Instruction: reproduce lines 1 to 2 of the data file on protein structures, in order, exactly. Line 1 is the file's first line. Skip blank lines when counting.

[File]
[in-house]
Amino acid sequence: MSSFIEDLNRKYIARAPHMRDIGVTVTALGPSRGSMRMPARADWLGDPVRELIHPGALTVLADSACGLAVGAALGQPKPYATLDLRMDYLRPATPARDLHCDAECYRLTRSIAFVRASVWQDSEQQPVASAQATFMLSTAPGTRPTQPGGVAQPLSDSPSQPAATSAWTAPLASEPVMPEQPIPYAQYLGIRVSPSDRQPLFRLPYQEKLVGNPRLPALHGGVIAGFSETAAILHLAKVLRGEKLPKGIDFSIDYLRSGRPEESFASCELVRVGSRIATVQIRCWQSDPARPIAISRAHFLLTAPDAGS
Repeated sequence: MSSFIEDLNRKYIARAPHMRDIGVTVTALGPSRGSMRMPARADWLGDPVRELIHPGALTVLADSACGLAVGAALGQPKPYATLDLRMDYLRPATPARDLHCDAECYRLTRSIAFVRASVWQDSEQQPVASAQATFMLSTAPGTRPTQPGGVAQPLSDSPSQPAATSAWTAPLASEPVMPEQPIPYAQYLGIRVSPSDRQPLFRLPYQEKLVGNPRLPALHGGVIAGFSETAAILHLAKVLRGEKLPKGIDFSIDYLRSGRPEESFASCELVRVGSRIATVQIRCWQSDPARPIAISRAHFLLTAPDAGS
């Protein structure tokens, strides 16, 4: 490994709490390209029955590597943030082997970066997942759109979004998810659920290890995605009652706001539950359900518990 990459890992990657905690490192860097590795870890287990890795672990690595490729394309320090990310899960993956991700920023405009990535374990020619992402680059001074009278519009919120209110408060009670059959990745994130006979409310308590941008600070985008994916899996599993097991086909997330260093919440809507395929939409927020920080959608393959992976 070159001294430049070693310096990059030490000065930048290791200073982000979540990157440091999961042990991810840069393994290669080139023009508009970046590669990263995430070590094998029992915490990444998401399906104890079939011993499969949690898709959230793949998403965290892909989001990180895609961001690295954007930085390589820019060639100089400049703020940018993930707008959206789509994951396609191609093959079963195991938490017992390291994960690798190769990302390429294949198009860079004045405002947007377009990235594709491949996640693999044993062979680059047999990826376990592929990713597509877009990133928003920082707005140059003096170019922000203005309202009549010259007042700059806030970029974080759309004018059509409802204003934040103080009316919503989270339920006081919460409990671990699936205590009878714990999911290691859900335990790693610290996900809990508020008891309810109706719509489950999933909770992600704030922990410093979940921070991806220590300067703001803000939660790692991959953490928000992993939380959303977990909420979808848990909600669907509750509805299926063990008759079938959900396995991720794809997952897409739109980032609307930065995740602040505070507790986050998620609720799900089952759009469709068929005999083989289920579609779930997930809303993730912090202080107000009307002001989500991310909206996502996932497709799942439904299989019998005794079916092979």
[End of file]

[in-house]
Amino acid sequence: MSSFIEDLNRKYIARAPHMRDIGVTVTALGPSRGSMRMPARADWLGDPVRELIHPGALTVLADSACGLAVGAALGQPKPYATLDLRMDYLRPATPARDLHCDAECYRLTRSIAFVRASVWQDSEQQPVASAQATFMLSTAPGTRPTQPGGVAQPLSDSPSQPAATSAWTAPLASEPVMPEQPIPYAQYLGIRVSPSDRQPLFRLPYQEKLVGNPRLPALHGGVIAGFSETAAILHLAKVLRGEKLPKGIDFSIDYLRSGRPEESFASCELVRVGSRIATVQIRCWQSDPARPIAISRAHFLLTAPDAGS